Physicochemical and Spectroscopic Characterization of Biofield Treated Butylated Hydroxytoluene

Journal: Food & Industrial Microbiology PDF  

Published: 09-Oct-15 Volume: 1 Issue: 1

DOI: 10.4172/jfim.1000101 ISSN: Not Available

Authors: Trivedi MK, Branton A, Trivedi D, Nayak G, Singh R and Jana S*

Citation: Trivedi MK, Branton A, Trivedi D, Nayak G, Singh R, et al. (2015) Physicochemical and Spectroscopic Characterization of Biofield Treated Butylated Hydroxytoluene. J Food Ind Microbiol 1: 101. doi:10.4172/jfim.1000101

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Abstract

The antioxidants play an important role in the preservation of foods and the management of oxidative stress related diseases by acting on reactive oxygen species and free radicals. However, their use in high temperature processed food and pharmaceuticals are limited due to its low thermal stability. The objective of the study was to use the biofield energy treatment on butylated hydroxytoluene (BHT) i.e. antioxidant and analyse its impact on the physical, thermal, and spectral properties of BHT. For the study, the sample was divided into two groups and termed as control and treated. The treated group was subjected to biofield energy treatment. The characterization of treated sample was done using X-ray diffraction (XRD), differential scanning calorimetry (DSC), thermogravimetric analysis (TGA), Fourier transform infrared (FT-IR) and UV-visible (UV-Vis) spectroscopy. The XRD results showed the alteration in lattice parameters, unit cell volume, and molecular weight along with 14.8% reduction in the crystallite size of treated sample as compared to the control. The DSC analysis showed an increase in the latent heat of fusion from 75.94 J/g (control) to 96.23 J/g in the treated BHT sample. The TGA analysis showed an increase in onset temperature of decomposition (130°C?136°C) and maximum thermal decomposition temperature (152.39°C?158.42°C) in the treated sample as compared to the control. Besides, the FT-IR analysis reported the shifting of aromatic C-H stretching peak towards higher frequency (3068?3150 cm-1) and C=C stretching towards lower frequency (1603?1575 cm-1) as compared to the control sample. Moreover, the UV spectrum also revealed the shifting of the peak at ?max 247 nm (control) to 223 nm in the treated sample. The overall results showed the impact of biofield energy treatment on physical, thermal and spectral properties of BHT sample.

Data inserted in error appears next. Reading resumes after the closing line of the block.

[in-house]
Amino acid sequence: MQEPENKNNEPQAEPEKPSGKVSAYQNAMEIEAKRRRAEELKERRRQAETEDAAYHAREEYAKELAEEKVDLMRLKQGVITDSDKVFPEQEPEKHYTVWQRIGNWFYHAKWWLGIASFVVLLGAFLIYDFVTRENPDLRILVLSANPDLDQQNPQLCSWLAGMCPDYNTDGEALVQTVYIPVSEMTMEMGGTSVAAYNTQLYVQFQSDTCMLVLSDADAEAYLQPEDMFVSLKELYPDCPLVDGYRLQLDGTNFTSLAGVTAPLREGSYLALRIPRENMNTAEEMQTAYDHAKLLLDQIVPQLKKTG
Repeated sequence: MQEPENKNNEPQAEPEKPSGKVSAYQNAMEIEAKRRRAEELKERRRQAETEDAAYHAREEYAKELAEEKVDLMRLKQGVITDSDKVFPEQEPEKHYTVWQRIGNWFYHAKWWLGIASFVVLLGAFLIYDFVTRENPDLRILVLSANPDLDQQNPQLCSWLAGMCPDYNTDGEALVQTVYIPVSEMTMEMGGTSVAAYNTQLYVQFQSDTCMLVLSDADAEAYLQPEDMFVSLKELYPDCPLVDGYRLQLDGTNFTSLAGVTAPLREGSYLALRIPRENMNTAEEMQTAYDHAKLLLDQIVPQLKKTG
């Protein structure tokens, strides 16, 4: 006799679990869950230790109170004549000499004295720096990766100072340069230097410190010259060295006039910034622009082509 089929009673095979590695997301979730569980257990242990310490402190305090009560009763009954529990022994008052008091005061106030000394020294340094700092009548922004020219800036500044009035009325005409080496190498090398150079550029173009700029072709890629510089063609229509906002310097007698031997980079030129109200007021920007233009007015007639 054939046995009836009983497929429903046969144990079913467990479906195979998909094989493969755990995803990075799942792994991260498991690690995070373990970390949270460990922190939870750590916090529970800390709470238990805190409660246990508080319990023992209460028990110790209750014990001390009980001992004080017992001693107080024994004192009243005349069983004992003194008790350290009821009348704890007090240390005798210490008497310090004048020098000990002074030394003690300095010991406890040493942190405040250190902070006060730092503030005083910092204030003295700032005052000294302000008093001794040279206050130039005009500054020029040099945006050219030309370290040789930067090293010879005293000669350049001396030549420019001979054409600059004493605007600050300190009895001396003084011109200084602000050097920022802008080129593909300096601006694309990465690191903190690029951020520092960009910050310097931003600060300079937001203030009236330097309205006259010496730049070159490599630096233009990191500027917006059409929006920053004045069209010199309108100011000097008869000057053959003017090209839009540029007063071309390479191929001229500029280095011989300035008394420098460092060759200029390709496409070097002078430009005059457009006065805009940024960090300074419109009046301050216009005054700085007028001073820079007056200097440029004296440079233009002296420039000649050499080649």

Conclusion

The results showed the impact of biofield treatment on the lattice parameter, unit cell volume and molecular weight of treated sample. The crystallite size of treated BHT was reduced by 14.8% suggesting the presence of internal strain that could be due to the biofield energy treatment. The DSC analysis showed 26.7% increase in ?H, which revealed that biofield energy probably enhanced the potential energy in treated BHT sample as compared to the control. The TGA/DTG results suggested that thermal stability of treated sample was increased which might help to enhance its effectiveness in food materials and reduce the flammability as compared to the control. The FT-IR analysis revealed the changes in the wavenumber of aromatic C-H bond and C=C bond that suggest the increase in conjugation effect in the benzene ring that probably occurred due to biofield energy treatment. Moreover, the UV-Vis spectra also showed the shifting of peak corresponding to 247 nm towards lower wavelength i.e. 223 nm. Hence, the overall study reported the impact of Mr. Trivedi’s biofield energy treatment on the physical, thermal and spectral properties of BHT sample. The altered properties of treated sample could make it more useful in food and pharmaceutical industries by enhancing the solubility and thermal stability along with reduction in the flammability.